In preparing, formulating and filing for Federal Disability Retirement benefits from the U.S. Office of Personnel Management, whether under FERS or CSRS, the Federal Agency or the U.S. Postal Service will be informed of such filing; the question of the appropriateness of informing the agency prior to the actual filing, is a discretionary issue with the employee.  Normally, unless a compelling reason exists, inasmuch as the Federal agency will be informed upon the actual filing, anyway, there is little reason to “pre-inform” the agency.

Perspectives change; changed perspectives can result in sudden actions which may be detrimental; anticipating a changed perspective can be a tenuous endeavor, especially when it comes to filing for Federal Disability Retirement benefits.

Sincerely,

Robert R. McGill, Esquire

Federal Disability Retirement: The Interests of Each

In assessing and evaluating friends, adversaries or neutral parties, it is important to analyze the self-interest of each, to understand the differing perspectives of the people involved, then to arrive at conclusions concerning the benefits received in the interaction of the process.  

In preparing, formulating and filing for Federal Disability Retirement benefits under FERS or CSRS from the Office of Personnel Management, the parties involved include:  The individual FERS or CSRS Federal or Postal employee who is contemplating initiating and filing for Federal Disability Retirement benefits; the Agency (including coworkers, Supervisors, Managers, etc.) for whom the Federal or Postal worker is employed by; the Human Resources Department of the Agency (which is a separate and distinct entity from the “Agency” for whom the Federal or Postal worker is employed by, precisely because (A) they are often a separate section of the agency and (B) the personnel employees have had no day-to-day contact, for the most part, with the employee but (C) whether the Human Resources Department is “management-friendly” or “employee-driven”, may color the perspective of where their alliances and loyalties lean); the U.S. Office of Personnel Management; the Attorney or Representative of the Federal or Postal employee assisting in the preparation, formulation and filing of a Federal Disability Retirement application.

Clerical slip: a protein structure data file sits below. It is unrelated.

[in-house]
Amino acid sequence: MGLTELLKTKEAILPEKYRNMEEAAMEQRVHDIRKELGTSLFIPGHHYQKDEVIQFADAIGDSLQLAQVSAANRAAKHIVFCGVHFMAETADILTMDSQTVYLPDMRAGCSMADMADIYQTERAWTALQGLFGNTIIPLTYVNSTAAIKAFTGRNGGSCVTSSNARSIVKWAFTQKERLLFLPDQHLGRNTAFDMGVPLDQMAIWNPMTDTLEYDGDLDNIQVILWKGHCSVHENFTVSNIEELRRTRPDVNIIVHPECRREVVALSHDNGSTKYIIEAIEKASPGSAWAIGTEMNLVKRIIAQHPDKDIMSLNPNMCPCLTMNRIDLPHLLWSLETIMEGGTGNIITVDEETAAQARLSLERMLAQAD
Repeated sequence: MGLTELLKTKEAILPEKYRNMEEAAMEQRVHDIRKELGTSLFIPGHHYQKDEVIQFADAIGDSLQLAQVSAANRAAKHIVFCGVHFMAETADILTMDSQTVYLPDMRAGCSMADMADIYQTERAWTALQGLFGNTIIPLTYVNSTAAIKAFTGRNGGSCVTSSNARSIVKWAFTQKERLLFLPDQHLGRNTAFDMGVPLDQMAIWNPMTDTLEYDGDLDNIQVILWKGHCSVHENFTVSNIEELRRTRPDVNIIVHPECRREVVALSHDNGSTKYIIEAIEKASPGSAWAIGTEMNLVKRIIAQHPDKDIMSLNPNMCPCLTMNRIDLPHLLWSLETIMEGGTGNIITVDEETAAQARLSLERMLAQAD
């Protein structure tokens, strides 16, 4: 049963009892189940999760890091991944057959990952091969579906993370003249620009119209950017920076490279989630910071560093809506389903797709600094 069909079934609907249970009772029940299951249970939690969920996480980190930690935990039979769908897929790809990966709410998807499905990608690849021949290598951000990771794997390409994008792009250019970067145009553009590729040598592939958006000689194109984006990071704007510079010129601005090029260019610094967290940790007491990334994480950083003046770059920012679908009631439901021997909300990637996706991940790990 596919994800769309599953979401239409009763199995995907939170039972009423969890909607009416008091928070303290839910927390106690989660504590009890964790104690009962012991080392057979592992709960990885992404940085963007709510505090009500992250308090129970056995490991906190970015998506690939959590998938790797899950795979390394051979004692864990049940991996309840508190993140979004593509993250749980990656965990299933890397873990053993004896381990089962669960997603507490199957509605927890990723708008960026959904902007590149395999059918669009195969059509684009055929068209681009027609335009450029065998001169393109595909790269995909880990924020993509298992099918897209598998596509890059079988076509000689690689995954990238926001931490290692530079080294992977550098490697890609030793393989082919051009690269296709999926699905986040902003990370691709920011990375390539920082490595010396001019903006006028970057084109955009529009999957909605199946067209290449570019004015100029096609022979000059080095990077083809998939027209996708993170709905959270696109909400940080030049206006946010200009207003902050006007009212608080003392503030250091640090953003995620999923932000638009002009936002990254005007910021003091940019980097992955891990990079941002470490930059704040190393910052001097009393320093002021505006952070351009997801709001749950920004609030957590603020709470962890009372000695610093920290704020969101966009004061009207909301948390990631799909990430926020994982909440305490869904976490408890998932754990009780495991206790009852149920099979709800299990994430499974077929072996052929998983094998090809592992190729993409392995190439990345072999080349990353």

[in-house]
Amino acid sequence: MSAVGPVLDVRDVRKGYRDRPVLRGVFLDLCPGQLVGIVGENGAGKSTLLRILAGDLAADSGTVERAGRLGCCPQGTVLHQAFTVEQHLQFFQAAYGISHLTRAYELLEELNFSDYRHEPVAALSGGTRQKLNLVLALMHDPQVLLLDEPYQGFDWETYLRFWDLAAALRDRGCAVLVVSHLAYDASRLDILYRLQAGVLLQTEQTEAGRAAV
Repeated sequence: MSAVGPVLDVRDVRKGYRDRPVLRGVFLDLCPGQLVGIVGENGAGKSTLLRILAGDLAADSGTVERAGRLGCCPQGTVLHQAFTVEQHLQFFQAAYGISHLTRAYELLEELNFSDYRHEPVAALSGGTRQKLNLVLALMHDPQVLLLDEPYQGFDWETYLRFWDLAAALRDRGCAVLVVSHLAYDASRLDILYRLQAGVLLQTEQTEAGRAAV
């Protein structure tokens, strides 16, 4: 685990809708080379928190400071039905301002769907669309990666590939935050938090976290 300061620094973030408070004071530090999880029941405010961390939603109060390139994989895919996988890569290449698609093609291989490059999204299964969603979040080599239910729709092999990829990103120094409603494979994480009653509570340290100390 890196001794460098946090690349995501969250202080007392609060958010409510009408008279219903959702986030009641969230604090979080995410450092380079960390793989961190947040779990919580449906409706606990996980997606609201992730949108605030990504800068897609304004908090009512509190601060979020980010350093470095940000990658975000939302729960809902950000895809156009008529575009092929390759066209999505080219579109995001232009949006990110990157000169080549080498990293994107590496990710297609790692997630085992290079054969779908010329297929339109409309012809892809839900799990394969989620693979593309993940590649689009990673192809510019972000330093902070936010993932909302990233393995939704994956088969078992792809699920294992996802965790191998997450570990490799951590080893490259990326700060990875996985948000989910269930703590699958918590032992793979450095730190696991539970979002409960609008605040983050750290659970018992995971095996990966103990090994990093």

Obviously, the first and the last (the potential Federal or Postal employee/applicant for Federal Disability Retirement benefits) and his or her attorney, should have a contiguous perspective:  to look out for the best interests of the Federal or Postal employee who is filing for Federal Disability Retirement benefits under FERS or CSRS.  The “others” — no matter how friendly, by all appearances “helpful”, and no matter how much assistance is provided —  have their own self-interests to protect, preserve and advance.  Keep the different perspectives in mind.  Better yet, understand that self-interest is the primary motivating factor of Agencies — and act in the interest of one’s own advancement accordingly.

Sincerely,

Robert R. McGill, Esquire